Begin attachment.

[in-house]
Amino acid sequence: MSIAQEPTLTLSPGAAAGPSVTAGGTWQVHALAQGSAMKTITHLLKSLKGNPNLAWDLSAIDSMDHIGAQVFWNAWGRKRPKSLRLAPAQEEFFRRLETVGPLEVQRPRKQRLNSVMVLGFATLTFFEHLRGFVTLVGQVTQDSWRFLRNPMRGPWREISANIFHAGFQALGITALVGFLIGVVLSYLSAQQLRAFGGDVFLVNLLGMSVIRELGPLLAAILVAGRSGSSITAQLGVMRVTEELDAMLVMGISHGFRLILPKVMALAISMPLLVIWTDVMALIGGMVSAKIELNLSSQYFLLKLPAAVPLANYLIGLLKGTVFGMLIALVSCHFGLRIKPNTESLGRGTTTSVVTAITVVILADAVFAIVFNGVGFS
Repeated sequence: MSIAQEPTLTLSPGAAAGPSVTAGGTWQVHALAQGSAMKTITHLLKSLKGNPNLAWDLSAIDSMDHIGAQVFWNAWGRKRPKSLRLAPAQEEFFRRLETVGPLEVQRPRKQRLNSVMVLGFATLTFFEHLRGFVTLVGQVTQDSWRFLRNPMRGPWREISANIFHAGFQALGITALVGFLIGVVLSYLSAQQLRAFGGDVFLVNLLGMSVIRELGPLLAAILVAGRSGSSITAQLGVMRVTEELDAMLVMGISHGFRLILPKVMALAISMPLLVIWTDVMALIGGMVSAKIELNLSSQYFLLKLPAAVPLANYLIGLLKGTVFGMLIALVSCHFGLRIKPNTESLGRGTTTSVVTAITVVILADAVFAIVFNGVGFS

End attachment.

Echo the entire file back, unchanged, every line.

[in-house]
Amino acid sequence: MSIAQEPTLTLSPGAAAGPSVTAGGTWQVHALAQGSAMKTITHLLKSLKGNPNLAWDLSAIDSMDHIGAQVFWNAWGRKRPKSLRLAPAQEEFFRRLETVGPLEVQRPRKQRLNSVMVLGFATLTFFEHLRGFVTLVGQVTQDSWRFLRNPMRGPWREISANIFHAGFQALGITALVGFLIGVVLSYLSAQQLRAFGGDVFLVNLLGMSVIRELGPLLAAILVAGRSGSSITAQLGVMRVTEELDAMLVMGISHGFRLILPKVMALAISMPLLVIWTDVMALIGGMVSAKIELNLSSQYFLLKLPAAVPLANYLIGLLKGTVFGMLIALVSCHFGLRIKPNTESLGRGTTTSVVTAITVVILADAVFAIVFNGVGFS
Repeated sequence: MSIAQEPTLTLSPGAAAGPSVTAGGTWQVHALAQGSAMKTITHLLKSLKGNPNLAWDLSAIDSMDHIGAQVFWNAWGRKRPKSLRLAPAQEEFFRRLETVGPLEVQRPRKQRLNSVMVLGFATLTFFEHLRGFVTLVGQVTQDSWRFLRNPMRGPWREISANIFHAGFQALGITALVGFLIGVVLSYLSAQQLRAFGGDVFLVNLLGMSVIRELGPLLAAILVAGRSGSSITAQLGVMRVTEELDAMLVMGISHGFRLILPKVMALAISMPLLVIWTDVMALIGGMVSAKIELNLSSQYFLLKLPAAVPLANYLIGLLKGTVFGMLIALVSCHFGLRIKPNTESLGRGTTTSVVTAITVVILADAVFAIVFNGVGFS